May 7, 2024 5 min read

DEEP DIVE: AI Chips & The Others

DEEP DIVE: AI Chips & The Others

A handful of semiconductors companies reported earnings and made it clear that the rabid demand for chips used to run artificial intelligence (AI) does not carry over to demand for chips in other segments of the market. Skyworks Solutions highlighted the weakness in chips for mobile phones. NXP Semiconductors laid out the inventory destocking that has plagued the auto industry. And while Advanced Micro Devices’ (AMD) AI chips had a banner quarter, the rest of the companies’ operations struggled.

Here’s a quick look at what these chip players had to say about business in the March quarter:

(1) Chips in phones

Skyworks’ fiscal Q2 (ended March) revenue declined by 9.2%, and its adjusted net income fell 22.4% to $250.7 million. Weakness continued into the current quarter. In March and April, Skyworks saw below-normal end-market demand in its mobile business, which resulted in a buildup of inventories. As a result, the company expects the mobile business in the June quarter will decline 20%-25% q/q, which is well below seasonal patterns. Company officials implied that those declines are due to its Apple business, as the company said the Android inventory correction is over.

In other markets—like auto, industrial, solar, and gaming—Skyworks execs see some “modest sequential growth” in the current quarter, building on the modest sequential growth they saw in the March quarter. Altogether, the company forecasts earnings per share will decline to roughly $1.21 in the current quarter, down 30.0% y/y.

In the future, Skyworks is optimistic that AI will drive a mobile phone upgrade cycle. When generative AI migrates to mobile phones, it will use so much computing power that it will “burn up your battery.” So the company is working on solutions to make its offerings more power efficient, noted CEO Liam Griffin in the company’s earnings conference call. Skyworks is comfortable with its current inventory position, having reduced internal inventory for the past five quarters in a row.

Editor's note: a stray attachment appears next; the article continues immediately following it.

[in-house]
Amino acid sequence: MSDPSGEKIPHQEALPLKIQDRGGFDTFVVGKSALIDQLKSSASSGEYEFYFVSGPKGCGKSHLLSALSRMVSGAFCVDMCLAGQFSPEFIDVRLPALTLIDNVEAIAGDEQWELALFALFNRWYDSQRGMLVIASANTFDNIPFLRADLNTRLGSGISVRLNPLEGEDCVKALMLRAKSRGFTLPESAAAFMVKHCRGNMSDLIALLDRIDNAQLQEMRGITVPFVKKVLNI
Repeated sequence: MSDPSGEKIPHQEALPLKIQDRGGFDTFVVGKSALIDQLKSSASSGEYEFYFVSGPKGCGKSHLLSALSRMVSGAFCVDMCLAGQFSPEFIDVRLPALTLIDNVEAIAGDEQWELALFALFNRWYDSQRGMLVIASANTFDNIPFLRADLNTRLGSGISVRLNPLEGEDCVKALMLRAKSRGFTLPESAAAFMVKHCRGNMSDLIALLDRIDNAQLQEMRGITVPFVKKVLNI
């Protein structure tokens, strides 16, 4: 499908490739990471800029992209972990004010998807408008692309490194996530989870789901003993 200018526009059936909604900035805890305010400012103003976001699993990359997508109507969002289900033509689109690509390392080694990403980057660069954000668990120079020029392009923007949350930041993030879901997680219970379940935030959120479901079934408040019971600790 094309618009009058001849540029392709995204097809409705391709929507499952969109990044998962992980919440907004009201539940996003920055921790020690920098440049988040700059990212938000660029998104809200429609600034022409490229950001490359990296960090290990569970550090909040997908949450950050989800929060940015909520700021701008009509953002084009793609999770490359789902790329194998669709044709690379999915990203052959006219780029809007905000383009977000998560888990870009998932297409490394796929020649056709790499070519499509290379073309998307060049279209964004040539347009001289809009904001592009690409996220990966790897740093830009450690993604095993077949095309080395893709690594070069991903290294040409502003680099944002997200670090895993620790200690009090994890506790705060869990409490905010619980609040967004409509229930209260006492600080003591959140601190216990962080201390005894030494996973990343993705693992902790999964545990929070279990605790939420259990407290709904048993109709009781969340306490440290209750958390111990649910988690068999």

(2) Chips in cars

The inventory correction in auto semiconductors continues. NXP’s auto segment revenue fell 1% y/y in Q1 to $1.8 billion. “We continue to manage an orderly process of inventory digestion with our major direct automotive Tier 1 customers,” said CEO Kurt Sievers on the earnings conference call. That digestion will continue in Q2, and revenue should decline in the high-single-digit percent range y/y. As auto is the company’s largest segment, its revenue decline will drag down NXP’s Q2 revenues, which are expected to fall by about 5% y/y.

Sales in NXP’s other segments were mixed. Industrial and Internet-of-Things revenue rose 14% y/y in Q1 to $574 million, and mobile revenue rose 34% y/y to $349 million. Both segments are expected to grow revenue in Q2 as well. However, revenue in the Communication Infrastructure & other segment fell 25% y/y to $399 million during Q1, and it’s expected to fall in the mid-20% range y/y during Q2.

NXP officials sounded more optimistic about the second half of the year, as they believe the auto inventory correction is in the rearview mirror and see signs of improving demand in all end markets. “Hence, during quarter two, we will begin to state slightly higher inventory in the channel to support our competitiveness for the anticipated second-half growth,” said Sievers.

(3) AMD’s an AI competitor

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